Novel BRCA1 and BRCA2 genomic rearrangements in Southern Chinese breast/ovarian cancer patients

Department of Surgery, The University of Hong Kong, Hong Kong SAR, China, .
Breast Cancer Research and Treatment (Impact Factor: 3.94). 10/2012; 136(3). DOI: 10.1007/s10549-012-2292-1
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Available from: James Ford, Dec 30, 2013
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    ABSTRACT: Multiplex ligation-dependent probe amplification (MLPA) is a recently described method for detecting gross deletions or duplications of DNA sequences, aberrations which are commonly overlooked by standard diagnostic analysis. To determine the incidence of copy number variants in cancer predisposition genes from families in the Wessex region, we have analysed the hMLH1 and hMSH2 genes in patients with hereditary nonpolyposis colorectal cancer (HNPCC), BRCA1 and BRCA2 in families with hereditary breast/ovarian cancer (BRCA) and APC in patients with familial adenomatous polyposis coli (FAP). Hereditary nonpolyposis colorectal cancer (n=162) and FAP (n=74) probands were fully screened for small mutations, and cases for which no causative abnormality were found (HNPCC, n=122; FAP, n=24) were screened by MLPA. Complete or partial gene deletions were identified in seven cases for hMSH2 (5.7% of mutation-negative HNPCC; 4.3% of all HNPCC), no cases for hMLH1 and six cases for APC (25% of mutation negative FAP; 8% of all FAP). For BRCA1 and BRCA2, a partial mutation screen was performed and 136 mutation-negative cases were selected for MLPA. Five deletions and one duplication were found for BRCA1 (4.4% of mutation-negative BRCA cases) and one deletion for BRCA2 (0.7% of mutation-negative BRCA cases). Cost analysis indicates it is marginally more cost effective to perform MLPA prior to point mutation screening, but the main advantage gained by prescreening is a greatly reduced reporting time for the patients who are positive. These data demonstrate that dosage analysis is an essential component of genetic screening for cancer predisposition genes.
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    ABSTRACT: Over 100 distinct disease-associated mutations have been identified in the breast-ovarian cancer susceptibility gene BRCA1. Loss of the wild-type allele in > 90% of tumors from patients with inherited BRCA1 mutations indicates tumor suppressive function. The low incidence of somatic mutations suggests that BRCA1 inactivation in sporadic tumors occurs by alternative mechanisms, such as interstitial chromosomal deletion or reduced transcription. To identify possible features of the BRCA1 genomic region that may contribute to chromosomal instability as well as potential transcriptional regulatory elements, a 117,143-bp DNA sequence encompassing BRCA1 was obtained by random sequencing of four cosmids identified from a human chromosome 17 specific library. The 24 exons of BRCA1 span an 81-kb region that has an unusually high density of Alu repetitive DNA (41.5%), but relatively low density (4.8%) of other repetitive sequences. BRCA1 intron lengths range in size from 403 bp to 9.2 kb and contain the intragenic microsatellite markers D17S1323, D17S1322, and D17S855, which localize to introns 12, 19, and 20, respectively. In addition to BRCA1, the contig contains two complete genes: Rho7, a member of the rho family of GTP binding proteins, and VAT1, an abundant membrane protein of cholinergic synaptic vesicles. Partial sequences of the 1A1-3B B-box protein pseudogene and IFP 35, an interferon induced leucine zipper protein, reside within the contig. An L21 ribosomal protein pseudogene is embedded in BRCA1 intron 13. The order of genes on the chromosome is: centromere-1FP 35-VAT1-Rho7-BRCA1-1A1-3B-telomere.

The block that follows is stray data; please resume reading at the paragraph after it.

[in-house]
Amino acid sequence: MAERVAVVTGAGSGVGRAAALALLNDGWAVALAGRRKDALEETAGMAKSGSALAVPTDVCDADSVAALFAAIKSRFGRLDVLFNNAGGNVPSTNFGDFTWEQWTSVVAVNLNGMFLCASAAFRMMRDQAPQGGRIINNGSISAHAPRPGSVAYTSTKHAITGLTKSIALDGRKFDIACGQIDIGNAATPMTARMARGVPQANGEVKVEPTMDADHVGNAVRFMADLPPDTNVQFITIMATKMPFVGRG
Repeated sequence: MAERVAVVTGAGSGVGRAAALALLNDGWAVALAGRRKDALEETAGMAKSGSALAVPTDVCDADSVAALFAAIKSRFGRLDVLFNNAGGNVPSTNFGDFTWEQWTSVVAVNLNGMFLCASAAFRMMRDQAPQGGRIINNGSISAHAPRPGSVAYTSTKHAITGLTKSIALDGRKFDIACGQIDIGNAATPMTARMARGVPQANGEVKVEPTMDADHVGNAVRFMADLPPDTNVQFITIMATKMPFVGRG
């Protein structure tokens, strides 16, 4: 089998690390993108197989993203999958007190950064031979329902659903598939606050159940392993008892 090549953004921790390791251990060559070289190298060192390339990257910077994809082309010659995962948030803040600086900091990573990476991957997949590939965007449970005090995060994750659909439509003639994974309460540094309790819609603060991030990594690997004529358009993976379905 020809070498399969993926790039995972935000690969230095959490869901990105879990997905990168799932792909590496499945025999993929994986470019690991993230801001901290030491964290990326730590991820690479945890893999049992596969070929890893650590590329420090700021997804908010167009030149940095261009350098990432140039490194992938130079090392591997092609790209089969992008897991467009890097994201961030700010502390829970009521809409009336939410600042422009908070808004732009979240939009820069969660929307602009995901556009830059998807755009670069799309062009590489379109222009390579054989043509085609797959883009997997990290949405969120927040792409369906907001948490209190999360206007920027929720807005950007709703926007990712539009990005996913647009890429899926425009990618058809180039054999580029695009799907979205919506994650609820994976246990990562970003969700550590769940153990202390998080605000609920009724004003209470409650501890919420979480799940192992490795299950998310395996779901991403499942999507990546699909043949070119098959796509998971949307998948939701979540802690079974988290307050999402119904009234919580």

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    ABSTRACT: BRCA2 rearrangements are rare genetic events. A large BRCA2 genomic insertion was recurrently observed in our participants, and we sought to characterize it at the molecular and phenotypic level. We studied 210 high-risk breast/ovarian cancer families. Fifty-three probands were fully screened for BRCA1/2 mutations, and three of 53 had a large insertion in exon 3 of BRCA2. This finding was analyzed by polymerase chain reaction (PCR), reverse transcriptase PCR (RT-PCR), and sequencing. An additional 157 consecutive families were screened for this mutation by a three-step PCR method. Phenotype and haplotype analysis was also performed. Sixteen BRCA mutations were observed in 19 of 53 patients (36% detection rate). A recurrent Alu motif insertion in position c.156_157 was observed after sequencing of an abnormal fragment obtained after the amplification of BRCA2 exon 3. RT-PCR revealed exon 3 skipping. Screening of this rearrangement identified 14 additional families (out of 157). In total, 17 (8%) of 210 high-risk families ascertained in our clinic were positive for this mutation. Segregation of a common haplotype (from D13S260 to D13S1695) confirmed a common origin, estimated to have occurred 2,400 to 2,600 years ago. The following four cancer phenotypes were observed in the 17 positive families: female breast (n = 9), male breast (n = 4), breast/ovarian (n = 2), and heterogeneous (n = 2). Male breast cancer was more frequently observed in c.156_157insAlu-positive families compared with negative families (23% v 12%, respectively), and 33% of all male breast cancer families with an identified BRCA mutation were c.156_157insAlu positive. c.156_157insAlu is a founder mutation of Portuguese origin and is the most frequent BRCA2 rearrangement described to date.
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